In recent years, regulations for sustainability reporting have become more stringent and the pressure to comply with these standards has intensified. The Sustainable Finance Disclosure Regulation (SFDR) imposes mandatory reporting on a range of ESG topics. An integral part of the SFDR is that financial market participants are obliged to report on 14 mandatory and 2 voluntary principal adverse impact (PAI) indicators, on a comply or explain basis. Fund managers navigating the complex SFDR landscape understand the significance of making sustainable investments. Measuring PAI indicators is not merely a compliance requirement; it is an opportunity to demonstrate their commitment to environmental and social responsibility while fostering the long-term sustainable growth of their portfolios.
Although PAI statements are currently considered best practice, the opportunity to explain why fund managers do not consider PAI indicators in their investment decisions instead of disclosing them is rapidly decreasing. Furthermore, investors are increasingly seeking investment opportunities that align with their values, making sustainability a crucial aspect of their decision-making process. A PAI statement therefore also helps to attract a broader investor base and build trust, by allowing fund managers to forge lasting relationships with clients who share their vision of a sustainable future.
Compliance with the SFDR and efficiently measuring PAI indicators can be daunting. The indirect purpose of the transparency SFDR requirements is to decrease the negative impact of investments on the environment and people – such as investments in companies or projects that result in pollution or that contribute negatively to working conditions – and to make the impact on sustainability matters comparable year on year. That seems a straightforward enough requirement. But the problem for asset management and ownership lies in the complexity of their financial products. With investment portfolios consisting of hundreds of companies and investments in real estate or infrastructure projects, making a well-founded comparison poses a conundrum.
So how can fund managers prove the sustainable business practices of companies in their portfolio and how can they demonstrate that decrease in the long-term? Particularly as the EU intends to make changes to some PAI indicators, but the specifics are as yet unknown. Collecting and measuring the right data and calculating it correctly is proving quite a headache. PAI indicators are disclosed at the fund level, while the impact takes place at operating level and individuals companies and investments are not visible in the financial product.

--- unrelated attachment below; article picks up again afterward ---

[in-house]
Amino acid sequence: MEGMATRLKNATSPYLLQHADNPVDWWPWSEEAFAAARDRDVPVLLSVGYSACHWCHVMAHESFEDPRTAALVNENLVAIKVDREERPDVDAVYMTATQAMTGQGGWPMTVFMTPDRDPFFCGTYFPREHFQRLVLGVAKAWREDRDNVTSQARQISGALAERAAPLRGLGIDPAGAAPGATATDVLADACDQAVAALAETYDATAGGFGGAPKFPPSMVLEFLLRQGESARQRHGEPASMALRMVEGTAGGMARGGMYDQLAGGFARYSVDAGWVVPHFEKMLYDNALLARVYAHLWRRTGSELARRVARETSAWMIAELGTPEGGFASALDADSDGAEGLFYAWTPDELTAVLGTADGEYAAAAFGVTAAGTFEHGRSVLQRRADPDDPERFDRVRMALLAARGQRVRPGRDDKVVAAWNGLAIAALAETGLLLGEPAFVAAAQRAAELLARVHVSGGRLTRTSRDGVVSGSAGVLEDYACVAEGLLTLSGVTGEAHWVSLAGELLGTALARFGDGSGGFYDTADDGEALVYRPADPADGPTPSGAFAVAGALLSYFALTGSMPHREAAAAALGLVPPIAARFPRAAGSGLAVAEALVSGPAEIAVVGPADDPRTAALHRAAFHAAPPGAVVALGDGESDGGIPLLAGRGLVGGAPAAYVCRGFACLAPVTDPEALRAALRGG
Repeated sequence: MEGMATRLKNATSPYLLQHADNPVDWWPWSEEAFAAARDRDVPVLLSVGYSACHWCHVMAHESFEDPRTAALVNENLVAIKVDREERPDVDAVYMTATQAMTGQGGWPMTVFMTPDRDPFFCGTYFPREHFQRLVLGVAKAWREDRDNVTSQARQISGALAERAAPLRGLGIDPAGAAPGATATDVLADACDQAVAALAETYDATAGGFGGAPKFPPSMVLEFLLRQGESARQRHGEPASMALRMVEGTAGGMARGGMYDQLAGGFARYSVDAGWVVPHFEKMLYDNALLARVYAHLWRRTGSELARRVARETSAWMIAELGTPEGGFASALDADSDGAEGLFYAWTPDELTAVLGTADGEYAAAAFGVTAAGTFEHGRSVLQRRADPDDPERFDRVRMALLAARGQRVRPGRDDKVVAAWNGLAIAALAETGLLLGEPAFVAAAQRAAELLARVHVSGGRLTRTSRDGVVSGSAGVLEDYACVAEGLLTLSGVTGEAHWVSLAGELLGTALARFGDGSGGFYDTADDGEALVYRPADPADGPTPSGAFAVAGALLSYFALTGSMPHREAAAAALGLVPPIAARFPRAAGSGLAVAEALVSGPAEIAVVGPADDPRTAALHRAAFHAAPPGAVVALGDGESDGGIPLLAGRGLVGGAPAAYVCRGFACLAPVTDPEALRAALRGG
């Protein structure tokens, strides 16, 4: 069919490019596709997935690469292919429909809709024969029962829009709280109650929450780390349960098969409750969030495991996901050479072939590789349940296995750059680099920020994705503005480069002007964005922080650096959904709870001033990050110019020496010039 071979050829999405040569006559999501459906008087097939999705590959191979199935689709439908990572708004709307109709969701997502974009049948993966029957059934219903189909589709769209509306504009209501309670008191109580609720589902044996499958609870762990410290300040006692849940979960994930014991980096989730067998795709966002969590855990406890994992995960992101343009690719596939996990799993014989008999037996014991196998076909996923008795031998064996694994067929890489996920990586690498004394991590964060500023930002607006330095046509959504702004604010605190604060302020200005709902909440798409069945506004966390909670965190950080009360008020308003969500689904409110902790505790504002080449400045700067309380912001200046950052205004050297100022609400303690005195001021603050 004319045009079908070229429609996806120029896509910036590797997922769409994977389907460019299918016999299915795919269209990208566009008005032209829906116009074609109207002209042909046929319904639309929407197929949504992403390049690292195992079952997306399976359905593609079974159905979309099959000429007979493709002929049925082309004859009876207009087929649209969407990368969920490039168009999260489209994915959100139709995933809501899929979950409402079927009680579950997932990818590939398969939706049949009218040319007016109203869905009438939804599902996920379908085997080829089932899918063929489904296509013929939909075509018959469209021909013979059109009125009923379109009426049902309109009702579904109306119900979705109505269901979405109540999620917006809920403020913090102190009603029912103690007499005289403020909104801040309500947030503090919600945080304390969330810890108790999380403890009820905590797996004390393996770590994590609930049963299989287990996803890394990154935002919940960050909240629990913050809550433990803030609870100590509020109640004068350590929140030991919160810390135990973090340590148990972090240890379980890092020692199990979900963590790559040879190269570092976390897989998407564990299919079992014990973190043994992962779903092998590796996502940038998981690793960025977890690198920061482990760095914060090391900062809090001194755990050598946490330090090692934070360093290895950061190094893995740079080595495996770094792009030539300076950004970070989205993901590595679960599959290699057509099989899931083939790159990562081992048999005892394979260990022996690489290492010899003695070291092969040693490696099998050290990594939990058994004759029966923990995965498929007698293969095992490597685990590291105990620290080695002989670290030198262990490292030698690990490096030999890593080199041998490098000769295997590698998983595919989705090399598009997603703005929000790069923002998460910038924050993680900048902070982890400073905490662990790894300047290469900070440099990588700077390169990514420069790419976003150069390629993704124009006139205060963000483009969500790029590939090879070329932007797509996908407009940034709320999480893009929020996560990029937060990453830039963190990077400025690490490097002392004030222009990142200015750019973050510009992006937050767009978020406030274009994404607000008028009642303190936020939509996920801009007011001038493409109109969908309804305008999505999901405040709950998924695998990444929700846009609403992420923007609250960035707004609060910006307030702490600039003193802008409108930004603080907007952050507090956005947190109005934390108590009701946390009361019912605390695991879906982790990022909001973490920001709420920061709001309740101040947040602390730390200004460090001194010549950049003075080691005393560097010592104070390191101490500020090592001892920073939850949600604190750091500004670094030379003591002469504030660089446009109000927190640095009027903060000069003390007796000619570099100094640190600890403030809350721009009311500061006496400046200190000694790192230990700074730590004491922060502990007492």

The data collected therefore has to make sense in the context of the individual company and the portfolio as a whole. The quality of the data and its validity in terms of ESG value needs to be ensured. Furthermore, it is important to recognize at which level the raw sustainability data is considered and how it is subsequently calculated and aggregated. Consistency in collecting and calculating methods is key if the data is to be comparable year on year. Similarly, choosing the two voluntary PAI indicators that are relevant to a financial product requires careful consideration. An ill-considered decision could be a costly mistake. In these complex situations, it might be wise to engage an ESG expert.
Our client operates in the infrastructure sector and invests worldwide with the aim of steering more money towards sustainable infrastructure to meet their sustainability goals. To implement their sustainability strategy, they utilized the Principal Adverse Impact (PAI) KPIs not only for reporting purposes but also as KPIs for strategic decision-making.
The client is now compliant with European regulation and is able to meet their clients' demands for sustainable investments. Furthermore, the client is a front-runner in the industry, as ESG KPIs for infrastructure can be complex, and many investors in this sector opt-out or report "no data." The use of the PAI KPIs has had a positive impact on the client's sustainability practices and has helped to attract a broader investor base.
TAUW has extensive experience with corporate sustainability and the sustainability metrics needed for ESG compliance reporting. Our expertise spans technical, regulatory, and environmental domains.
We developed a dedicated PAI tool based on the SFDR but which can easily be used to include other sustainability data and SFDR relevant information. We know the challenges and we understand ESG data. We can get and validate data and provide clients with a higher quality and higher validity of ESG data.
By partnering with TAUW, you can turn the complexities of SFDR compliance into a strategic advantage. Our dedication to innovation, combined with our commitment to environmental and social responsibility, will help you to improve corporate sustainability and position your fund as a sustainable frontrunner.
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